Using Direct Part Mark (DPM) technology to apply bar codes to a part is a small piece of the larger system that needs to be considered. Marking the part is less than half of the system – reading the part is a much bigger consideration and far more difficult.

Most of the DPM solutions create a bar code mark that provides only a low contrast differential from the surrounding material – a grey-on-grey situation – and for an optical technology like bar code this makes reading very difficult. A manufacturer who marks the part when it is brand new may have no understanding of what his Customer has to go through to read that same part when it is in-service and dirty.

The whole system of marking and reading in the real world has to be considered before making a final choice on which DPM technology to use on which part so that it will be usable for many years in actual service.

DPM technology solutions take two basic methods: Non-intrusive and Intrusive technologies, each with their strengths and weaknesses, to be considered below:

Non-intrusive Marking Methods

Marking methods that are non-intrusive to the material are produced as part of the manufacturing process or by adding a layer of material to the surface using methods that have no adverse effect on material properties. These methods include:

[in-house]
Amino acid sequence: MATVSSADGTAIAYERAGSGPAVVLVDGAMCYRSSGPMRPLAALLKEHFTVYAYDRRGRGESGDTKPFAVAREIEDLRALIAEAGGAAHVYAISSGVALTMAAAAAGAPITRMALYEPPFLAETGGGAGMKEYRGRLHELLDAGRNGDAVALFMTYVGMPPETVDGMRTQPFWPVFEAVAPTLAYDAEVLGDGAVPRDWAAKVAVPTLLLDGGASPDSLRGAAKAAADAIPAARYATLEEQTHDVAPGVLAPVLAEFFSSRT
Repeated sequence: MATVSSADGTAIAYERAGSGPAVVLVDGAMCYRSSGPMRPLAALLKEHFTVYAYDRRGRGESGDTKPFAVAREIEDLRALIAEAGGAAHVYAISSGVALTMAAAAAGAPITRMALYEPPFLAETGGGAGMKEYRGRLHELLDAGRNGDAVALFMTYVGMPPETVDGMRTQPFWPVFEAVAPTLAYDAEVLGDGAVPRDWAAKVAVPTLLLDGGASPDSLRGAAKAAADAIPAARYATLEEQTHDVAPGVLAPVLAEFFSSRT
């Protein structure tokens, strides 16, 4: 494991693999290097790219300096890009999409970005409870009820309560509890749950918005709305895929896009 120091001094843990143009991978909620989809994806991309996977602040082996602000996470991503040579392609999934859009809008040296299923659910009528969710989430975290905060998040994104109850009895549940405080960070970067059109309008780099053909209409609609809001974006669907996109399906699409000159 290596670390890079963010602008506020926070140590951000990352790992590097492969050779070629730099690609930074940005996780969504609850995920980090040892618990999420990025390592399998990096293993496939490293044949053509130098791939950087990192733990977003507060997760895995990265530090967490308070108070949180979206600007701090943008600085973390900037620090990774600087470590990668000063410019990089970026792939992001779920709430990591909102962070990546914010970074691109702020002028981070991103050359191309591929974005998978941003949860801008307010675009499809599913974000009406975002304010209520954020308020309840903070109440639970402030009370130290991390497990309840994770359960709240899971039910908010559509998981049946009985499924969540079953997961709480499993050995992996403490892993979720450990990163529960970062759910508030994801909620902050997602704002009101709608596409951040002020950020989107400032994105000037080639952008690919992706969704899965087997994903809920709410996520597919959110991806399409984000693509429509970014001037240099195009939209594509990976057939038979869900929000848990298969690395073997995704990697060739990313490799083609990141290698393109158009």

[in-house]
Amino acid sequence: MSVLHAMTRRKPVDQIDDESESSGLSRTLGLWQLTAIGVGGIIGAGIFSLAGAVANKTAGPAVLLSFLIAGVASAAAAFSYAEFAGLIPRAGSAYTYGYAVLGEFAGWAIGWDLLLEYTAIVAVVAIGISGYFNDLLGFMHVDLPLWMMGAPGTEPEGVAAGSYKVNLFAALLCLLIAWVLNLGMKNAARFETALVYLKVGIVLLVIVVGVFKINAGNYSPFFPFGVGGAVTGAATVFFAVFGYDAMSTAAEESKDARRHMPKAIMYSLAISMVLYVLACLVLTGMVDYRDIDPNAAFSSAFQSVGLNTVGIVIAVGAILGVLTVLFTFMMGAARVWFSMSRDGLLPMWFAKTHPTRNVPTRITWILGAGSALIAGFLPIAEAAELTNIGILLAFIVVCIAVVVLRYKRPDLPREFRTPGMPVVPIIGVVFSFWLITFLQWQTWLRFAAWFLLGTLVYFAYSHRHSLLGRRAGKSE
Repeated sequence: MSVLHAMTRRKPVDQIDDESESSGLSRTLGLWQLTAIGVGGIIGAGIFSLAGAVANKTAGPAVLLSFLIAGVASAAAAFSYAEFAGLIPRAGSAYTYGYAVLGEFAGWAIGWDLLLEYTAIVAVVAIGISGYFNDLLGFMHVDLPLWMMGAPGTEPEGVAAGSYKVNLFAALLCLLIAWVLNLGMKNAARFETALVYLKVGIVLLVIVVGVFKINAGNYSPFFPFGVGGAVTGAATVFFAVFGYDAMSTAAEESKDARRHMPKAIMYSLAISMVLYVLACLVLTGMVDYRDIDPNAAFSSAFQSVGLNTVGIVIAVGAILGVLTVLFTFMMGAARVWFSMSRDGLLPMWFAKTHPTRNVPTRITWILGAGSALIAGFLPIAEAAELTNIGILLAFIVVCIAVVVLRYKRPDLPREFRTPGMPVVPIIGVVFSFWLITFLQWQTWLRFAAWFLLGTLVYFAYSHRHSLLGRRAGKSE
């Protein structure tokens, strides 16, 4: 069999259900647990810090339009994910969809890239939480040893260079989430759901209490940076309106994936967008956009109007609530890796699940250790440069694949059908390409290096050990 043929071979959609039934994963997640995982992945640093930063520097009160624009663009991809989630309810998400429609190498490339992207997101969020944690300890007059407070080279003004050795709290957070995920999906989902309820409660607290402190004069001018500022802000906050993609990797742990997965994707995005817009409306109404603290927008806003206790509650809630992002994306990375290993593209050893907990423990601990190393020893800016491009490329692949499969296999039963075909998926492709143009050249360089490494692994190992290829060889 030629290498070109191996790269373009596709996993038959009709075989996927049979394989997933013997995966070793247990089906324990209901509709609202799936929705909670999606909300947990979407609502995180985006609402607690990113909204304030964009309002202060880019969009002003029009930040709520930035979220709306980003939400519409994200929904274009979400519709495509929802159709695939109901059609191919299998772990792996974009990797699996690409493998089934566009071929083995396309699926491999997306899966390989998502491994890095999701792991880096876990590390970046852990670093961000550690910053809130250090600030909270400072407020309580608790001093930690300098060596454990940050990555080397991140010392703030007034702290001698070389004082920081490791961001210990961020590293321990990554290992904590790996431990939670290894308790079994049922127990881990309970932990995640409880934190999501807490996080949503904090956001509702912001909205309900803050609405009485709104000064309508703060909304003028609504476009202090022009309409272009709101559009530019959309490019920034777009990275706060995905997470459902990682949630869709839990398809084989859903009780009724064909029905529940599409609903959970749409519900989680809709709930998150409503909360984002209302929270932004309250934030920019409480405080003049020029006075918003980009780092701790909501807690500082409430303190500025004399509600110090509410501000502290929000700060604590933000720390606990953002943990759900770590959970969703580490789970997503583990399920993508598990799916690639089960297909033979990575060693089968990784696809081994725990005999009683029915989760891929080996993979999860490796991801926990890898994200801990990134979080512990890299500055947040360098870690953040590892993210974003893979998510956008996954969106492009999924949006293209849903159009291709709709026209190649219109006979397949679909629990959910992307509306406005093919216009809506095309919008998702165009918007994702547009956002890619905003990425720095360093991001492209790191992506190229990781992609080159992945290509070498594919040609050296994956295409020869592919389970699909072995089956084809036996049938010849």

•     Ink jet
  •     Laser bonding
  •     Laser Engineered Net Shaping (LENS)

Less popular and/or successful methods:

  •     Silk screen
  •     Liquid metal jet
  •     Stencil
  •     Automated Adhesive dispensing
  •     Cast, forge, and mold

Intrusive Marking Methods

Intrusive marking methods alter a parts surface (abrade, cut, burn, vaporize, etc.) and are considered to be controlled defects. If not done properly, they can degrade material properties beyond a point of acceptability. Consequently, some intrusive markings, especially laser, are generally not used in safety critical applications without appropriate metallurgical testing. Typical intrusive marking methods include:

  •     Dot peen
  •     Direct laser marking
  •      Electro-chemical etching

Less popular and/or successful methods:

  • Engraving/milling
  • Fabric embroidery/weaving
  • Abrasive blast